We’re the same about tending to write about gender roles – I think for me it’s especially important because most people who do discuss gender roles in anime and manga primarily focus on fanservice, while I like to focus on other issues in the topic.

  5. I review for a series this is middling, I think, can be just as important and effective as a series that one has strong positive or negative feelings toward. But it’s also a lot harder to write! And if one doesn’t take the time to really craft such a piece, these reviews can be downright unreadable.

    And that said, you also mentioned that a lot of these series have already been reviewed, so sometimes another review is just adding to the noise.

    For me, I sometimes have to decide not to write (or rather publish) when it comes to more editorial/analysis-related posts. I come up with an idea that I think is great, write down some notes (or an entire article), and then realize that it just doesn’t work and is beyond repair. It’s then that I need to have the resolve to trash my work. Sometimes, that’s hard to do.

    1. I so agree with you – if you point out both what’s good and bad about an average series, people can decide whether those flaws bother them enough not to read or watch a series.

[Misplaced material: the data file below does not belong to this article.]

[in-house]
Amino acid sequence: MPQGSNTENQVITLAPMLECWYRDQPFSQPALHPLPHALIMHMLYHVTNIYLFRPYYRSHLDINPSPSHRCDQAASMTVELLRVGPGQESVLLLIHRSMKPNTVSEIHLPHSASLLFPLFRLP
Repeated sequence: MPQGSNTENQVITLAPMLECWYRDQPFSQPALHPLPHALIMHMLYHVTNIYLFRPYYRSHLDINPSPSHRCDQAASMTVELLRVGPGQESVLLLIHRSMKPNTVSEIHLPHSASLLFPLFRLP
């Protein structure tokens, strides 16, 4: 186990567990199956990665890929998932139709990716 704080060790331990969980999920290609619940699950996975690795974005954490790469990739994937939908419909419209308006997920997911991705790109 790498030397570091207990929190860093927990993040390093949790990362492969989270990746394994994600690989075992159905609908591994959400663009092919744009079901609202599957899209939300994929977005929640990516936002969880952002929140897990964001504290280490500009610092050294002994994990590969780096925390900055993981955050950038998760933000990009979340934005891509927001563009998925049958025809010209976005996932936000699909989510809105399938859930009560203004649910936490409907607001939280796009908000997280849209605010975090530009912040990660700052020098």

Oh yes, in journalism we call scrapping ideas or even really good lines from a piece ‘killing your babies.’ Sometimes the flow of a story just doesn’t work, other times you realize that even though you may like an idea it’s difficult to execute well. It’s good to know when not to write – but it’s hard.

    2. Yeah, I also find scrapping your ideas hard. Haven’t done it yet because I’ve only recently started writing more analytic pieces, but there were two times I wasn’t sure if I would have enough to say or whether it would be coherent enough to publish, but it came together after I sat down with it a few times and edited out the parts that were nonsensical.

      1. I’ve had a few post ideas where I felt I didn’t have enough to say so I decided to hold off on publishing them until I could add more or better examples to prove whatever I was trying to argue. But sometimes that doesn’t work for me because I tend to like to write something when it’s in my head – once I’m not in the mood to write it it won’t turn out the way I want it to.

  6. To be honest, It’s rare that I don’t have anything to say about a manga series that I have read. In fact, I haven’t encountered that many series that I didn’t like (none since I started blogging). But if I did read something I didn’t enjoy, I’d still be inclined to share my opinions.

    I enjoy writing reviews but I tend to only review an entire series or the first volume of a manga; I can’t imagine there’s be much to say about a volume seven without giving away the story!

    1. I usually do have something to say when I don’t enjoy a series – it’s when a series, a). didn’t make a strong impression on me either way, b). is unique but whatever is unique about it just doesn’t interest me or c). has been heavily discussed already, that I find it best not to talk about it.

      That’s very true for me too; I can’t really review series volume-by-volume. Again, since I like to talk about characters and overall themes, I like to do so in the context of a series as a whole, not just a small chunk of it.